The effect of chocolate consumption (Theobroma cacao L.) on level of blood cholesterol and triglyceride in hypertension patients at Jatiroto Health Center, Indonesia

Muzaroah Ermawati Ulkhasanah, Suharyo Hadisaputro, Rr. Sri Endang Pujiastuti


Background: Hypertension is influenced by lifestyle factors such as high fat intake which has the potential for high blood cholesterol level. Cocoa products, which are rich sources of flavonoids, have been shown to reduce blood pressure and the risk of cardiovascular disease.

Aims: The purpose of this research is to examine the dark chocolate consumption in decreasing the level of blood cholesterol and triglyceride in hypertension patients.

Methods: This research is a quasi-experiment study with pre and post and control group design. There were thirty two (32) hypertensive patients selected from Jatiroto Health Center in June-July 2018 using a random sampling technique. The respondents were then divided to (1) a control group where patients were prescribed to a popular non-pharmacological therapy Simvastatin and (2) an intervention group where the respondents were prescribed with Simvastatin and also received an additional dark chocolate 60gr/day (given twice a day, each 30gr) for 15 days. A spectrophotometer glycerol phosphate oxidase (GPO-POD) with 546 nm wavelength was employed to measure the levels of blood cholesterol and triglyceride. The significant mean difference between pre and posttest, and the changes between control and intervention group were defined by statistical analysis T-test.

Results: This study acknowledged that the prescribed simvastatin alone presents a significant contribution to decrease the cholesterol level at 14.40 point (p value = 0.041), however, the generic is not enough to deliver a significant effect to the decrease of triglyceride level in the hypertension patients (p value = 0.361). A great contribution to the depression of cholesterol and triglyceride level in the hypertensive respondent was observed if simvastatin prescription was combined with a provision of 60 gram dark chocolate, respectively to the level of 57.06 and 38.41 mg/dL with p value = 0.001. The addition of dark chocolate in the simvastatin prescription will significantly reduce the blood cholesterol level (p value = 0.020), but not really effective to reduce the triglyceride (p value = 0.560).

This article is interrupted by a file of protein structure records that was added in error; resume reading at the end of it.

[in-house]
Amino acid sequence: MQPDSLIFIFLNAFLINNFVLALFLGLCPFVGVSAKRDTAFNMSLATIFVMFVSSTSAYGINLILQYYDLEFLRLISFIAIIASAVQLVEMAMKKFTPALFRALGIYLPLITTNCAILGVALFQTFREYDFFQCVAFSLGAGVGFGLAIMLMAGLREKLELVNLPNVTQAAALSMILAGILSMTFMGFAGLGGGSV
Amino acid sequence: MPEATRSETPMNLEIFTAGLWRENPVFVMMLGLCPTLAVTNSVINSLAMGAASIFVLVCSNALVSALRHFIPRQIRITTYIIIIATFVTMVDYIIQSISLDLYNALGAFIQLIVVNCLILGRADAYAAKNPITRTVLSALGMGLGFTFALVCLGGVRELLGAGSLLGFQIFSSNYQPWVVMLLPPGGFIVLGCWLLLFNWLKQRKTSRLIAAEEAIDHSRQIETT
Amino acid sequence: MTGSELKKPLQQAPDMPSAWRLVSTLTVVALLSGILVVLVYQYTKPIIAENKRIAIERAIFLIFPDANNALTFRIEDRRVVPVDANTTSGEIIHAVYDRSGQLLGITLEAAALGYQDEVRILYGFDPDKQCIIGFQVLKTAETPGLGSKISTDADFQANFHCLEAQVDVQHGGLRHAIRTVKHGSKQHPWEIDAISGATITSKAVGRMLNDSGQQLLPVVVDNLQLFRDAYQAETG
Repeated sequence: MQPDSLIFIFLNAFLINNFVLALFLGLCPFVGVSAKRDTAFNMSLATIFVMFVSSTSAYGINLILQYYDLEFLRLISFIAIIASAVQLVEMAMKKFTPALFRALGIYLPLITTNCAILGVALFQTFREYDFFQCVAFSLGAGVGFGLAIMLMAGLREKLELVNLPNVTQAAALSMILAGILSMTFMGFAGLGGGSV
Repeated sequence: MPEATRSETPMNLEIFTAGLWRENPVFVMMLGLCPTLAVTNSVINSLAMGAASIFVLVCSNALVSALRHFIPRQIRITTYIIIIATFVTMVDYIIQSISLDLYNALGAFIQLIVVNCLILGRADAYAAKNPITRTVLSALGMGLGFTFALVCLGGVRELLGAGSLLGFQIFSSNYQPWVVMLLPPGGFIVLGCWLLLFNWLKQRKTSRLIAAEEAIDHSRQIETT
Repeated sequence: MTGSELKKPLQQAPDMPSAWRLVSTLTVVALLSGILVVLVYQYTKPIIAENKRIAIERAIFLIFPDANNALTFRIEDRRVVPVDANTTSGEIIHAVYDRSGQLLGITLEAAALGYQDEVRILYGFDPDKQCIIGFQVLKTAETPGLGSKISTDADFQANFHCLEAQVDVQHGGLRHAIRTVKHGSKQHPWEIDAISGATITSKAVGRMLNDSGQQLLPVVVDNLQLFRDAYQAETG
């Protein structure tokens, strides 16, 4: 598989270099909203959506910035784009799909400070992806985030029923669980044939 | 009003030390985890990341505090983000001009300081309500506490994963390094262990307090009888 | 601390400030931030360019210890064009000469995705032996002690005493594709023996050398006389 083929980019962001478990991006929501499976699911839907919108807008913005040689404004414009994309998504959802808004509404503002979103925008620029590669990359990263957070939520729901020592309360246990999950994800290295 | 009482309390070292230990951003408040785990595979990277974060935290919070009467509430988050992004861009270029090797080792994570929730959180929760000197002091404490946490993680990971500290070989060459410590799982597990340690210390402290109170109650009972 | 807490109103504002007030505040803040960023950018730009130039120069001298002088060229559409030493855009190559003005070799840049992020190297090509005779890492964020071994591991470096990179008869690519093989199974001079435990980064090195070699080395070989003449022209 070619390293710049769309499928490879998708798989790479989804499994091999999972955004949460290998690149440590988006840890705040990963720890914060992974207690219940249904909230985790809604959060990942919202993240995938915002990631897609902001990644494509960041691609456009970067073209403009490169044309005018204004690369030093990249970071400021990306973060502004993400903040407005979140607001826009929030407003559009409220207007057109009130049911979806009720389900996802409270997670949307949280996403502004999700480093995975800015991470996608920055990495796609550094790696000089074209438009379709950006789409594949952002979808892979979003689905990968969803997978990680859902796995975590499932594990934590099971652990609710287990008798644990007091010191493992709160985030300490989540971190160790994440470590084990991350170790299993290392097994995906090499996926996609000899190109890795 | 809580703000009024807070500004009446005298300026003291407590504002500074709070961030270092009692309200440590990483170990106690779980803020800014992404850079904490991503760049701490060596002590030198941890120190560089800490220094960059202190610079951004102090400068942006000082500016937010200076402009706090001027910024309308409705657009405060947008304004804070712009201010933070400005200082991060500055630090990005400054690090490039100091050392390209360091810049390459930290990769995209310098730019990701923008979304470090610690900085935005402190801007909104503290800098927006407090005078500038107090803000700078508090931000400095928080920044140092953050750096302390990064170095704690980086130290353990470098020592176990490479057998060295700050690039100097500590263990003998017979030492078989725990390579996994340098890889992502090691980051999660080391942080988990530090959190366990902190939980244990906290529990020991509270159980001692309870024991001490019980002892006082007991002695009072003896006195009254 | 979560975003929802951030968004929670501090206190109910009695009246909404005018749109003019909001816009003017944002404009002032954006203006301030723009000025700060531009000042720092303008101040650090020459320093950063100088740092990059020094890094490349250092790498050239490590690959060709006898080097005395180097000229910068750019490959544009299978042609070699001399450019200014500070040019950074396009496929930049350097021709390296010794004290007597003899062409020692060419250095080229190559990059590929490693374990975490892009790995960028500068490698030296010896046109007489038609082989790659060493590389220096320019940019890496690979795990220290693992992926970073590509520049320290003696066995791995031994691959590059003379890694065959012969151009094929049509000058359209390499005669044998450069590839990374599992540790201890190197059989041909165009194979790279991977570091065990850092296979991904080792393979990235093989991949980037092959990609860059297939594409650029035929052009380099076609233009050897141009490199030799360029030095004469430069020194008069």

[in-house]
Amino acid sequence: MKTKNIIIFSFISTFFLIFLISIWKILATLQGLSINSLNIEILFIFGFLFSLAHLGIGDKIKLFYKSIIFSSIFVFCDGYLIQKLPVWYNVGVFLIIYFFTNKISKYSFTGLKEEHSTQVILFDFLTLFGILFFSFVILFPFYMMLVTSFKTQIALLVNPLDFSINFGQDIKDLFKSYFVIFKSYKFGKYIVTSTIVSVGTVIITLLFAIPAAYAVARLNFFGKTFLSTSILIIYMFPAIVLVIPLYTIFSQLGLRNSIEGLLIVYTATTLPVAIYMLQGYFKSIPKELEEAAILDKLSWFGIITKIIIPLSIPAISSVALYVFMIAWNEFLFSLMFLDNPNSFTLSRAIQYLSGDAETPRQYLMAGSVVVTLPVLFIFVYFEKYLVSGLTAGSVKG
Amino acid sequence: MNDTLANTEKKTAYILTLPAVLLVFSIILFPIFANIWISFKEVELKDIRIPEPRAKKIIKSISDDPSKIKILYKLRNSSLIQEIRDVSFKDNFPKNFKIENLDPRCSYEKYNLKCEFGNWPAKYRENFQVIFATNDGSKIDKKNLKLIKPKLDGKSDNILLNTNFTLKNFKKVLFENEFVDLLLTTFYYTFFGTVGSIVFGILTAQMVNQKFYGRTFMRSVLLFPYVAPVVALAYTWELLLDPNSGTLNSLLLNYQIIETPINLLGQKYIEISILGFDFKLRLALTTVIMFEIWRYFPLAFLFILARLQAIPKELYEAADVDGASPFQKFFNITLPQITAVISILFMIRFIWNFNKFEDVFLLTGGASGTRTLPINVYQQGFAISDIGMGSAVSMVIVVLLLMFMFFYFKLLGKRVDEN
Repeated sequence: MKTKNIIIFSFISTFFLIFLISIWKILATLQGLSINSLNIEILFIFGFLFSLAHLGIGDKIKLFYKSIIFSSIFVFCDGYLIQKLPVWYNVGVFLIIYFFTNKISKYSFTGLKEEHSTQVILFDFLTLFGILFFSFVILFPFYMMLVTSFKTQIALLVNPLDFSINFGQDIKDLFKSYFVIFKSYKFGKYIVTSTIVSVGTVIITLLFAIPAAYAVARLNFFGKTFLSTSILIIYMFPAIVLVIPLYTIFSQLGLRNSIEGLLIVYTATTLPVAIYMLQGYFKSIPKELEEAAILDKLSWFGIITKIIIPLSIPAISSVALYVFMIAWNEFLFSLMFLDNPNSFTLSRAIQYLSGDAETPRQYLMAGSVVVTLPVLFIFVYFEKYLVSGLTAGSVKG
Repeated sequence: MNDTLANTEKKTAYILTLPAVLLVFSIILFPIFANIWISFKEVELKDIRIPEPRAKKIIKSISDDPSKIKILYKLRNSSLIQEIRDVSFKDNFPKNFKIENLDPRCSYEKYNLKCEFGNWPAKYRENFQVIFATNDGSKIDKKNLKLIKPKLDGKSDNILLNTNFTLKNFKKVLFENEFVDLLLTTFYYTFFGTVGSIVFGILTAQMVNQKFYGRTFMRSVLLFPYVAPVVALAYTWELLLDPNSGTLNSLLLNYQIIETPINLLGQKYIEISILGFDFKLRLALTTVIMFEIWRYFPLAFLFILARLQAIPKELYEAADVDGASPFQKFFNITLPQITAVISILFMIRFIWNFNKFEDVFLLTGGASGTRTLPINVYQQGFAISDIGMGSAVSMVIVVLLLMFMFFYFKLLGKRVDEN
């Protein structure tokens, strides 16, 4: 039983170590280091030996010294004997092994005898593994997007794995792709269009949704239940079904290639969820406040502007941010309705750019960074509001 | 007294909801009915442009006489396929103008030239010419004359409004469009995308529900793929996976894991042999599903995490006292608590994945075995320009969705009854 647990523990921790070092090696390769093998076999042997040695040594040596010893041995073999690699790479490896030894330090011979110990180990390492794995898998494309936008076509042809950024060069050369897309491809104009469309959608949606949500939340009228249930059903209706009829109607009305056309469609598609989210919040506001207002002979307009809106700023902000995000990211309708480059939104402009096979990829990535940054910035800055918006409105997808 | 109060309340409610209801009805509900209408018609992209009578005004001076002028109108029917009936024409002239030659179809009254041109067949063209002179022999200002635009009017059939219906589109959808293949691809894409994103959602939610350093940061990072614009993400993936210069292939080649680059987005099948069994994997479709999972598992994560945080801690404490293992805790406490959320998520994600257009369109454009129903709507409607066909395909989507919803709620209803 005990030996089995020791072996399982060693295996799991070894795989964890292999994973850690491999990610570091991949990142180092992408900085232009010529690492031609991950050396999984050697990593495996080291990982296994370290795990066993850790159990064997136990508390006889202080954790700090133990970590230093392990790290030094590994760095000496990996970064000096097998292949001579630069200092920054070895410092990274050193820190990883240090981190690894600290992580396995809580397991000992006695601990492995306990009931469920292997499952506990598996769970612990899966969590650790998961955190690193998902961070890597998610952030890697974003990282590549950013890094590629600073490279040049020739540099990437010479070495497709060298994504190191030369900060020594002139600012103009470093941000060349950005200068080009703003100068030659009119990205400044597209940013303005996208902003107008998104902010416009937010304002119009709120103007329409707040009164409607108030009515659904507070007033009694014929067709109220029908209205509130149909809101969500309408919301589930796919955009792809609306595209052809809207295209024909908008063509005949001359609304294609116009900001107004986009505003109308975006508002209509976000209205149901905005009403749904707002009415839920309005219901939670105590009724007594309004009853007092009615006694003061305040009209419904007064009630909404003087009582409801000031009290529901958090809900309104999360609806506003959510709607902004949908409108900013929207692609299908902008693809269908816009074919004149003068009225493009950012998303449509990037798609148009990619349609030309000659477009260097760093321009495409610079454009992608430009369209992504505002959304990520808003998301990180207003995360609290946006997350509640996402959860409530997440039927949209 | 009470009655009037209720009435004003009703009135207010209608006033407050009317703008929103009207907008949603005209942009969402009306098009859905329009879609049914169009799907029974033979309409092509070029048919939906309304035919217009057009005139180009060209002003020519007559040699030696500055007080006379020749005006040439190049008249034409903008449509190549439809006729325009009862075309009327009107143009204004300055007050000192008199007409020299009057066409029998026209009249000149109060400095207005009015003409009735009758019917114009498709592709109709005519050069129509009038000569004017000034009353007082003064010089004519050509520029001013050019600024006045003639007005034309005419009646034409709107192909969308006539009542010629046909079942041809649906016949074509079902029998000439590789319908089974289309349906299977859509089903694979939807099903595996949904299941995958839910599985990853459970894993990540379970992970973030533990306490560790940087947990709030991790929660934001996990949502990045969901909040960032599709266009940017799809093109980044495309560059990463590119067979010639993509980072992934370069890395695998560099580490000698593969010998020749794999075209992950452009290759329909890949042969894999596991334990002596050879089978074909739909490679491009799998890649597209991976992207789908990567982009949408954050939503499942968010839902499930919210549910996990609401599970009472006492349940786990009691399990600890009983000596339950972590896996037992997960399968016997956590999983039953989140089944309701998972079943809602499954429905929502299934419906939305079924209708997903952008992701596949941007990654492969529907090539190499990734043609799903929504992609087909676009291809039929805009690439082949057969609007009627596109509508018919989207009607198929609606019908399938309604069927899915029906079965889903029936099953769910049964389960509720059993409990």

Conclusion: The findings suggest that giving dark chocolate to the hypertensive patients who receive simvastatin prescription will decrease the cholesterol and triglyceride levels greater than the consumption of simvastatin drugs alone.


Keywords: Dark chocolate, Simvastatin, Hypertension, Cholesterol, Triglyceride


Dark chocolate; Simvastatin; Hypertension; Cholesterol; Triglyceride; Cocoa; Lifestyle; Flavonoid; Prescription

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